Asia-Pacific

How the Year of the Dog highlights Malaysia's increasing Islamic conservatism

A vendor selling Lunar New Year decorations adjusts a display of stuffed animals at a wholesale market in Beijing, Tuesday, Feb. 13, 2018. Source: AAP

Images and depictions of dogs have reportedly been omitted from some Chinese Lunar New year celebrations in Malaysia, which is the latest indication of the country's move towards Islamic conservatism, one expert believes.

Chinese populations around the world are preparing to mark Lunar New Year on February 16 with the welcoming of the Year of the Dog. 

But the event in Muslim-majority Malaysia, with about 23 per cent of the country's 31 million people being Chinese, has reportedly been overshadowed by the omission of dog images on decorations and merchandise. 

Several major commercial hubs have opted not to depict dogs, including The Sunway Pyramid, which is a busy shopping mall just outside Kuala Lumpur, according to CNN.  

The ommitance is seen as an action consistent with the the government's "allignment" with Islamic conservatism, according to foreign affairs and human rights expert Dr Jean Jonathon Bogais. 

Dogs are considered "unclean" under Islamic tradition and Muslims are required to carry out a ritual of washing themselves if they are in contact with the animal.

"By aligning itself with fundamentalist groups, [the government] hopes to gain the support that it was losing," Dr Bogais told SBS News.

"We look at the religious aspect on one hand and of course the appearance of a dog on the merchandise is very controversial within Islam fundamentalism.

"We have a license given by the government to some of the most radicals to continue in that direction.

"This is very controversial in Malaysia, because it is fundamentally secular and multicultural society, and that's the way it was defined in its inception." 

Muslims women take pictures with the lion dance at a shopping mall ahead of the Lunar New Year celebrations in Kuala Lumpur, Malaysia, Saturday, Feb. 10, 2018.
Muslims women take pictures with the lion dance at a shopping mall ahead of the Lunar New Year celebrations in Kuala Lumpur, Malaysia, Saturday, Feb. 10, 2018.
AAP

Dr Bogais believes "it's much more difficult" for Malaysia's Chinese community to celebrate the event in the current context.

"I don't think we will see the end of it soon, we are probably going to see more radicalism, within certain groups in Malaysia, in a similar way that we’ve sene in indonesia, The Philippines and Bangladesh," he said.

Twelve signs 

One shopping mall in the popular Kuala Lumpur tourist area of Bukit Bintang did not depict dogs in its decorations ahead of the new year, focusing instead on the 10th-anniversary theme of the centre, Pavilion Kuala Lumpur.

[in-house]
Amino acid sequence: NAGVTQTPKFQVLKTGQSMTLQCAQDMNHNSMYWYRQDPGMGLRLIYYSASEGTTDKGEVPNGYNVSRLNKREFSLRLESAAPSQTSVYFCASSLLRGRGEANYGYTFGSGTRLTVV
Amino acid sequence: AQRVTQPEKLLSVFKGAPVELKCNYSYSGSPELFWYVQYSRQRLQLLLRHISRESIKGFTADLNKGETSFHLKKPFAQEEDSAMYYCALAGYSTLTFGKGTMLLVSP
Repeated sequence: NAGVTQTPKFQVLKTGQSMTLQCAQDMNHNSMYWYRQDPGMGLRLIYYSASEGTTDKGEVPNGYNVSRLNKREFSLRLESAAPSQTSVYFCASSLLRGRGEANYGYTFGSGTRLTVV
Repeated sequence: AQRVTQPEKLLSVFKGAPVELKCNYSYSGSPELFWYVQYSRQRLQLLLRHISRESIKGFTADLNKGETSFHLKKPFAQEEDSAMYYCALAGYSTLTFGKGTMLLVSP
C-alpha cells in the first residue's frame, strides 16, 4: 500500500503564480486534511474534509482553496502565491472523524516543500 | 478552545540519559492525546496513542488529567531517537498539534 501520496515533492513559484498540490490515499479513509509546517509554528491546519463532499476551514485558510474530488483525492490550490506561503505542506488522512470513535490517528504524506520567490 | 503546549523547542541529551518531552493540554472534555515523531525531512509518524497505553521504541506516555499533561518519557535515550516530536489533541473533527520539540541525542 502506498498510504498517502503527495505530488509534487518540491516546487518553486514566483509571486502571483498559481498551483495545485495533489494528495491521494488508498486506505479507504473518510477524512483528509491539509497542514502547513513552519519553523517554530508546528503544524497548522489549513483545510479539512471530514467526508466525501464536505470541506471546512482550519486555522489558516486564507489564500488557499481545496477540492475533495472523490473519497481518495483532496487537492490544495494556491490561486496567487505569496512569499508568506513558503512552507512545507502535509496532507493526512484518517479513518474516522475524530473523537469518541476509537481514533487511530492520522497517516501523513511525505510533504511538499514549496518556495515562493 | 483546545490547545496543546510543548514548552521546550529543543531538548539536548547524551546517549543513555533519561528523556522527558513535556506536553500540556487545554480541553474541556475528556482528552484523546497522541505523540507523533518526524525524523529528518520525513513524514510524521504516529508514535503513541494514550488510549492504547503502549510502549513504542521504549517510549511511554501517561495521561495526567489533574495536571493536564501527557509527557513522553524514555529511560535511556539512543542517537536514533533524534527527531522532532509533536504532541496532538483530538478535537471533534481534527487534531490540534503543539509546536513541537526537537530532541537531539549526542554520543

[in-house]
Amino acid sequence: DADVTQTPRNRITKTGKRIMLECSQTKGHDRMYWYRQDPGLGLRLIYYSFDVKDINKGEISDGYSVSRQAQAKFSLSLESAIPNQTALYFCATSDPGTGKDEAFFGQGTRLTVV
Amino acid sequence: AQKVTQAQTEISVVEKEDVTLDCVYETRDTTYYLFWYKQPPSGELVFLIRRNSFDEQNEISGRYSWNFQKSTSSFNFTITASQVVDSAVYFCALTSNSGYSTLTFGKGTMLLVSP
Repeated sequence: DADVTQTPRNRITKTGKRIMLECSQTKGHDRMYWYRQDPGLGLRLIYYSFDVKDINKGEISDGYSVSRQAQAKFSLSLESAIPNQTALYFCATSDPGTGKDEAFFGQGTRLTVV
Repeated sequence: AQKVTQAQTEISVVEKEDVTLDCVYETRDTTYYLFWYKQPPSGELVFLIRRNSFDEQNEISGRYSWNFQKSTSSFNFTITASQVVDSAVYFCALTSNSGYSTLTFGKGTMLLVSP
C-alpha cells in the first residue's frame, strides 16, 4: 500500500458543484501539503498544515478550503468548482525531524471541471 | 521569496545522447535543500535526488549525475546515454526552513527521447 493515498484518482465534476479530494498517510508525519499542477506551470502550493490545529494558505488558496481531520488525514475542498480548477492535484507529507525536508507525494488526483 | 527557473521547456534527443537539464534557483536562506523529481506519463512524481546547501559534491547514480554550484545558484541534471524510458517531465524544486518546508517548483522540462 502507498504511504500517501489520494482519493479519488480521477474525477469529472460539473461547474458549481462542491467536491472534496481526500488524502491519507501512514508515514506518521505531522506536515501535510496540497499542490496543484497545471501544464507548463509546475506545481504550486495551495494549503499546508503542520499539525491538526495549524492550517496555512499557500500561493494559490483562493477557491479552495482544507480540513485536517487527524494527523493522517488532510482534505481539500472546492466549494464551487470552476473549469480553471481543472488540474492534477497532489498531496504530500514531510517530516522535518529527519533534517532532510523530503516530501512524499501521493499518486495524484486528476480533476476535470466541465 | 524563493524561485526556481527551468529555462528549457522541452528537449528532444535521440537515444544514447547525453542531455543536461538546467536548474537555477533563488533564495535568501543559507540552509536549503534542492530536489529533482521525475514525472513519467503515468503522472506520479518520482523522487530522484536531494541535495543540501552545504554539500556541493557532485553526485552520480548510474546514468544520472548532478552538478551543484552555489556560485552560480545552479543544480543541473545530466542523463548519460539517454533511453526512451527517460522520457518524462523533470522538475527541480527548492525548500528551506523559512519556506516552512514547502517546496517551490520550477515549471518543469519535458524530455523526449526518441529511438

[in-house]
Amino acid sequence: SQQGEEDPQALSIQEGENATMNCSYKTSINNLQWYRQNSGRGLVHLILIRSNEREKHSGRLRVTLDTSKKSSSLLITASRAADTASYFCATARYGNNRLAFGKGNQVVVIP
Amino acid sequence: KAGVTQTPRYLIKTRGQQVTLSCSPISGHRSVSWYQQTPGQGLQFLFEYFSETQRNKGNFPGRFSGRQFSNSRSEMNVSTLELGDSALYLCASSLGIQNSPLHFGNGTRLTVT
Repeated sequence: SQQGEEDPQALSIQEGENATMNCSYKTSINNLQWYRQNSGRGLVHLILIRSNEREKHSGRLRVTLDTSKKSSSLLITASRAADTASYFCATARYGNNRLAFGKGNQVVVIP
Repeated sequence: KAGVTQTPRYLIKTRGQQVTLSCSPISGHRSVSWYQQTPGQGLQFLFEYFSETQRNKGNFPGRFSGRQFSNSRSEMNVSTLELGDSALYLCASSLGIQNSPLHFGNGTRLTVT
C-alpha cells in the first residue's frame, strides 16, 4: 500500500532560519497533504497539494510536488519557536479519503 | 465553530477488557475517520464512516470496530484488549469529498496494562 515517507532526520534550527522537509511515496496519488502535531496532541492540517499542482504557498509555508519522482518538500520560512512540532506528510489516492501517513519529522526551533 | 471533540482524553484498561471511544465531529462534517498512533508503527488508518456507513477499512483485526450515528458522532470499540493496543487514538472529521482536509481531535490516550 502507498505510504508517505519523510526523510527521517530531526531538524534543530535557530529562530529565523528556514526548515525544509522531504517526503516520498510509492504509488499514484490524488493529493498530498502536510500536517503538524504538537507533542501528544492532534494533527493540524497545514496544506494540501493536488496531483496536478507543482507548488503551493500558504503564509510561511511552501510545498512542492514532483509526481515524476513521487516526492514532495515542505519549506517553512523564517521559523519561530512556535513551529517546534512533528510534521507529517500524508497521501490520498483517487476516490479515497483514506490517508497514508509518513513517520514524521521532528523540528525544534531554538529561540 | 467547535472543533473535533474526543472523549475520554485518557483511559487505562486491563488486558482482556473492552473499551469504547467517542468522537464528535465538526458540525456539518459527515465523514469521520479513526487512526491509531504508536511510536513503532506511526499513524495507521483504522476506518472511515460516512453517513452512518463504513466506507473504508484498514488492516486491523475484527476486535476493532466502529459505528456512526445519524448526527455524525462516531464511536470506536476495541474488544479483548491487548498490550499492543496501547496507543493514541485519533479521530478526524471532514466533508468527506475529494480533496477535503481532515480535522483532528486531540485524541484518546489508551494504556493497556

Marketing director Kung Suan Ai said religious and cultural sensitivities were a determining factor in conceptualising decorations.

The mall attracts three million people of various backgrounds each month, she said.

"One of the considerations we take in when we work on decoration concepts for Pavilion KL is to create something highly experiential ... and also to be socially accepting (for) all," she said.

Twelve animals, including a dog and a pig, another animal Muslims consider as "unclean", make up the traditional Chinese zodiac.

Young people sell stuffed dog-themed toys ahead of the Chinese New Year of the Dog which arrives on 16 February 2018 in Hong Kong
Young people sell stuffed dog-themed toys ahead of the Chinese New Year of the Dog which arrives on 16 February 2018 in Hong Kong
AAP

Professor Jocelyn Chey, from the Australia-China Institute for Arts and Culture at Western Sydney University, said the signs did not hold any religious signficance rather they were a method of tracking years and age.

"The important thing to know, it's not a question of worshipping a dog, or a pig, it's simply a method of recording which year we're in," she told SBS News.

"That's also modified by other signs, so the total cycle is 60 years, people in Chinese culture very often instead of asking someone how old they are, might seem a little bit rude, ask what's your birth sign.

"You can roughly place somebody whether they are 12 years older or young. It would give you an idea about whether someone is 48 or 36, or 24."

Incidents in the past

Malaysian Muslim leaders have been vocal about events that involve dogs before.

After the 2014 Commonwealth Games opening ceremony in Glasgow, when athletes paraded with a Scottish terrier donning their country's name, local politicians aired their disproval, calling the stunt "disrespectful".

In 2016, religious authorities asked popular pretzel chain Auntie Anne's to change the name of its "Pretzel Dog" to "Pretzel Sausage".

At MyTOWN, another Kuala Lumpur shopping centre where half the visitors are Muslim, the mall downplayed the depiction of dogs in its decorations.

"We have the dogs but it's in how we (display) them. They are not the main object. They are life-size and placed as ambient decorations," Head of Marketing Christopher Koh said, so the canine would not appear like an idol.

"It's the same with the pig (for the Year of the Boar), Malaysian retailers won't usually put up a giant pig as a centrepiece."

Alex Chow, who runs a company supplying packaging materials, said corporate clients have stuck to generic illustrations for their packaging designs this year.

Chinese Malaysian Wong Wei-Shen, who has several dogs as pets, said businesses were being "ridiculous".

"It's a shame because Malaysia is a multicultural country. To dismiss the fact that the Chinese have a dog as one of the zodiac animals is unfair," Mr Wong said.

"Every zodiac animal has its good attributes, and the dog represents a guide, a best friend, a comforter and loyal friend."

- with Reuters